Sometimes you can tell a lot about a person simply by listening to their voice.  Just as eyes are “windows to the soul,” voices can be impressions of the heart.

Visiting a friend in the hospital not long ago, I needed to go to the tenth floor.  Pushing a square glowing button of golden orange with an arrow pointing “UP,” I waited for the elevator.  Shiny doors of silver opened, disappearing into wall spaces on either side allowing me to step in.  Two men huddled near a panel of buttons to the left, chatting like old friends.

Trying to appear occupied, I looked down at a dotted steel floor where I noticed scuff marks of white on navy blue boots.   In my hands, I held a small potted plant.  Waxy green leaves rolled unconsciously between my thumb and forefinger.

The two men seemed to have reconnected after a chance encounter elsewhere in the hospital.  A family lounge?  The cafeteria?  “I still can’t believe it’s you,” one of them said!  “Yeah, it’s been a long time.  Man, its great running into each other,” responded the other, with a pat on the back!

As the elevator lifted up, pitches and tones of the men’s voices took twists and turns within our 5X7 generic space.  Pauses, sigh, sadness and laughter suggested important changes had taken place for each of them.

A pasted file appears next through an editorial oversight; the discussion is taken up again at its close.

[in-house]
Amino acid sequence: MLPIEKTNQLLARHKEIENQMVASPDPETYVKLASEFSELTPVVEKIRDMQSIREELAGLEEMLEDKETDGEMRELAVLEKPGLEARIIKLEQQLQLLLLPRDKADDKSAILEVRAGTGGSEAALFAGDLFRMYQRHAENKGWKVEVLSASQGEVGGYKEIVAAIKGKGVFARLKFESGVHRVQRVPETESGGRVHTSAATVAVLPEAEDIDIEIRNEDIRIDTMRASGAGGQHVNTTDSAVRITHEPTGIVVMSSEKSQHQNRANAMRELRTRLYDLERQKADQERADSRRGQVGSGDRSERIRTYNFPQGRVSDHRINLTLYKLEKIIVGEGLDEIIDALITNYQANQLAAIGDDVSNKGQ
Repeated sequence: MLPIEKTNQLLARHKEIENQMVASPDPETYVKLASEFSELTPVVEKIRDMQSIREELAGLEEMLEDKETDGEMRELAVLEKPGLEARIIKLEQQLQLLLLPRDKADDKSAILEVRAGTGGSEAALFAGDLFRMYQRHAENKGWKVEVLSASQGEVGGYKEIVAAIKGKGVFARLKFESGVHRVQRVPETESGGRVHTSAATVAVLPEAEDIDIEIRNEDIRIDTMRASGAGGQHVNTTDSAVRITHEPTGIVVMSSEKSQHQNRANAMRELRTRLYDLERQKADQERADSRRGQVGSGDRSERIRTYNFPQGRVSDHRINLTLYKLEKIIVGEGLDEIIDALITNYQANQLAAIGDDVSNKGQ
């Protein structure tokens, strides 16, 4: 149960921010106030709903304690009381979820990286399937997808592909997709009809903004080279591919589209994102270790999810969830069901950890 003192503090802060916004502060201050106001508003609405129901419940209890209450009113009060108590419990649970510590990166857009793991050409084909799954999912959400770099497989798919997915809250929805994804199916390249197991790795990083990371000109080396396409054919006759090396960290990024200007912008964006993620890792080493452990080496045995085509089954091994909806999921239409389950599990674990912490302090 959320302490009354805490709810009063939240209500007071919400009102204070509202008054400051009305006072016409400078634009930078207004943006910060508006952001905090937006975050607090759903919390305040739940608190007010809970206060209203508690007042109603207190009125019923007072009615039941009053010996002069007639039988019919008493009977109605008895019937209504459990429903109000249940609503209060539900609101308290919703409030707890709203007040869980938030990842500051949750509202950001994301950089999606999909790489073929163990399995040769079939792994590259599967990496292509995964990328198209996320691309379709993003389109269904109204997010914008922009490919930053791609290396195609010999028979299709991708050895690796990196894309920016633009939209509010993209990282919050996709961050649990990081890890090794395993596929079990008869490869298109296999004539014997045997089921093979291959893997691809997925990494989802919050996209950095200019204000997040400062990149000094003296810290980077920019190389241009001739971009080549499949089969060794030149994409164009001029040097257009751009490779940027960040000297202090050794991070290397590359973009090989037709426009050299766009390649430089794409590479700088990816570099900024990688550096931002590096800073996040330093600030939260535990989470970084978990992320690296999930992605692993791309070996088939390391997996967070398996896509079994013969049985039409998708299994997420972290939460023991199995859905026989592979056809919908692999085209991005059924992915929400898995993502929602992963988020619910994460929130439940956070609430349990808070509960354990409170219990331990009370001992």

One of the men had a lilting sound to his voice.  Notes of anticipation that rose higher with each passing floor.  The other sounded resigned yet hopeful.  His voice disguised suffering, I guessed.

Not much time left.  The elevator wall panel told me so.  Glowing buttons highlighted floor numbers soon-to-be.  They hinted farewells were about to take place.

Nervous laughter trickled among the small of our spot.  An air of tension suddenly weighed heavily as we neared the first floor to open.  When doors slid wide a large sign on the back wall read, “Maternity.”  The first man out brushed back his hair nervously to say, “You take care of yourself.”   “Sure will!  Tell your wife, congratulations,” the other man called out.

It was only then that I truly looked at the other man who stood in the corner.  He pushed a lit button with one hand while gripping an IV pole with the other.  Dressed in an oversized hospital gown with very loose jeans, he glanced at me with a slight smile.  Shiny doors closed, silently.  Seconds later, when they opened, I read a different sign.   “Oncology.”

After the man stepped out he turned, whispering familiar words to me.  “Take care of yourself.”  His voice gave me the impression of kindness, sincerity and gentleness.  In time and space of small, my heart had grown large.  He left me feeling like I had known him for most of my years.



Yesterday, I went to see my good doctor again at Barnes hospital here in downtown St. Louis.  He is the one I hope will heal my voice.  I wrote not long ago of him after I was first diagnosed with a paralyzed vocal cord in a post entitled, “Sounds.”  This good doctor of mine looked at me yesterday, asking me questions suspiciously.  As I sat high in his vinyl blue examining chair I felt like I might be in Court of Law, on a witness stand.  “Have you done your exercises?” he asked, in a very low, serous tone.  “Yes,” faithfully,” I replied, to the best of my ability.